In a certain online community I’m part of, there’s a person known for his “incorrect opinions.” He likes eating cereal with orange juice instead of milk, he likes humid weather because it “feels like a warm hug,” and his favorite anime is Love Live! School Idol Project. Having finished the other shows I was watching at the time, and after hearing about different characters from Love Live! for quite a while, I decided it was going to be the next show that I would start. About five seconds into Episode 1, my thoughts were: “Yeah, I see why people give him shit for liking this.”
To be fair, that thought occurred when I accidentally started the episode with an English dub– after switching the audio track to Japanese, the voice acting became immensely more bearable. But make no mistake, Love Live! is a stereotypical high-energy anime. On many occasions, it feels like it was made for children, and that’s what keeps it pinned below a number of other shows on my list. That said, it’s still enjoyable and has enough going for it to be one of my not-so-guilty pleasures.
Premise & Story
The premise of the first Love Live! show is that Honoka Kosoka has just started her second year at Otonokizaka High School when she finds out the school will be shutting down the following year due to low enrollment. Honoka decides to start a school idol group in order to increase the school’s publicity and drive more prospective students to apply.
While this sounds straightforward, I found the first episode to be a shaky opening to the franchise. Honoka doesn’t seem to have much connection to the school in the first place, but rather wants to save it simply because she happens to be there– her immediate exclamation after the closure announcement is “No, my dazzling high school career!” (We later learn that the school is Honoka’s mother’s alma mater, although her mother doesn’t seem too attached and her younger sister wasn’t planning on applying there anyway.) Thus, the execution of the “Save Our School” trope felt a bit obvious, as opposed to other shows that have done it better, such as Girls Und Panzer.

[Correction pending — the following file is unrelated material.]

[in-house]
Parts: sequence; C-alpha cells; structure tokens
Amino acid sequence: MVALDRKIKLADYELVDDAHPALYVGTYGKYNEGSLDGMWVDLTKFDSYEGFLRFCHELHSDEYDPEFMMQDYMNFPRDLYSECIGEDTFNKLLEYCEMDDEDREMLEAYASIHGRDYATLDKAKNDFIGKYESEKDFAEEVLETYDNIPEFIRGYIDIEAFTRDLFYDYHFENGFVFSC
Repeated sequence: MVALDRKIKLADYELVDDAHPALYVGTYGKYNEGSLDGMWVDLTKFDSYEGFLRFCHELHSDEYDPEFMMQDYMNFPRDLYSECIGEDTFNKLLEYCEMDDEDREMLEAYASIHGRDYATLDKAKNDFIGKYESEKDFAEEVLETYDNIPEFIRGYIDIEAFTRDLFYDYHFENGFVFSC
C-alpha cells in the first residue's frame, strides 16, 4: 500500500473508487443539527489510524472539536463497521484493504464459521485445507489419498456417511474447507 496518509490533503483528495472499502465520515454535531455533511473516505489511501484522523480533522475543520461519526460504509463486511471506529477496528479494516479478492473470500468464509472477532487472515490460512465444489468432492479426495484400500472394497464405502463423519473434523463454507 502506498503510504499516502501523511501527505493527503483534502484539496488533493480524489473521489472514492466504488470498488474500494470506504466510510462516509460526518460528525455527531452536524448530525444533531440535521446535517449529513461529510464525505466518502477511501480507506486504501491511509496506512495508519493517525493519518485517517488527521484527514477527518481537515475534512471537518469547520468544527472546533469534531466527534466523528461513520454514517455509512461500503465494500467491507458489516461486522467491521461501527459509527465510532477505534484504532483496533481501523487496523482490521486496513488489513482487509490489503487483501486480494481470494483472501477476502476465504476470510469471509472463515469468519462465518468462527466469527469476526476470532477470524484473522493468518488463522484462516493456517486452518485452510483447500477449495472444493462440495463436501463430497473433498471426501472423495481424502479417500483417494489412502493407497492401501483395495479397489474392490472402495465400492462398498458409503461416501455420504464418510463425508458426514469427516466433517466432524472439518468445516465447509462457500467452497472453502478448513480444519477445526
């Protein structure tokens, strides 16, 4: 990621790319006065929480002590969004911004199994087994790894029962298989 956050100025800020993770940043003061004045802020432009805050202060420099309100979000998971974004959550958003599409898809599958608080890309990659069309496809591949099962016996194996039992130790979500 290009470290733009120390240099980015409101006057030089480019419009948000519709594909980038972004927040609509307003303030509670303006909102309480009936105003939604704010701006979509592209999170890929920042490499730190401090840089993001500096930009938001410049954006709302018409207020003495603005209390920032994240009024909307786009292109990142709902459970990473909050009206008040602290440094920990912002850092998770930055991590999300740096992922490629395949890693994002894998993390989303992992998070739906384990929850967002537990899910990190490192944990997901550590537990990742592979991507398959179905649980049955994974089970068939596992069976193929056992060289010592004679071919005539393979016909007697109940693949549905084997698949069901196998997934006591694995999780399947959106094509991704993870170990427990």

Honoka’s clumsy but gung-ho personality is balanced out by her two best friends, the graceful and easy-going Kotori and the more uptight and bashful Umi. Together, the three of them form a group they call μ’s (pronounced “muse”). Throughout the first few episodes, they convince a music-endowed classmate (Maki) to compose a song for them, and they perform their first concert– in front of a nearly-empty auditorium.
The concert does a great job of setting the tone for the rest of the season. While they didn’t have much of an audience, the girls did attract the attention of a select few other students, who would become instrumental in their success later on. I liked seeing everyone’s reactions to the performance, and how those reactions foreshadowed each student’s approach to the group.
As the club continued to grow, the plot started to get repetitive with the recruitment of new members– each girl seemed to put up some token resistance to joining, but was convinced one way or the other by the end of the episode. This repetitive, weak conflict is the downfall of the Love Live! franchise.
As an example, let’s look at Eli, the student council president who initially vowed not to allow a school idol club at Otonokizaka High. I was particularly drawn toward this character– she puts up a cold facade distancing herself from the others, but shows signs of loneliness in private.
Eli claims that a school idol group would be a waste of resources for the school, but Honoka sees through this claim since the school’s going to close anyway if it stays the course. We later learn that Eli enjoyed dancing when she was younger, but she gave up on her dream of being a ballerina after placing poorly at competitions and never making the cut. Eli sees Honoka’s amateur group (and all school idols) as inferior to her own classically-trained skill level, and at the same time, is jealous of how much attention μ’s and other idols are getting.
With the combined pressure of Honoka and Eli’s right-hand woman Nozomi, she’s eventually forced to allow the school idol club, but still tries to keep her distance. Although Honoka could have simply continued on her way, she instead makes an effort to get Eli involved in the group, reaching a climax at an impressively striking scene: Eli’s sitting alone in a classroom looking out the window as she wishes there was some way things could be different. When she looks the other way, the musical score stops entirely, as Honoka and her friends are there extending their hands in friendship. It felt so surreal, it almost seemed like her imagination before the silence was finally broken.
I applaud that scene for the emotion it conveys. However, I didn’t enjoy how quickly Eli’s personality rebounded after that. After joining the group, Eli basically dropped all earlier criticisms and stopped being shy whatsoever about her enjoyment of being an idol. In Love Live, once a plot point is resolved, it is resolved, no questions asked. No callbacks, no reflection, we’re just on to the next section.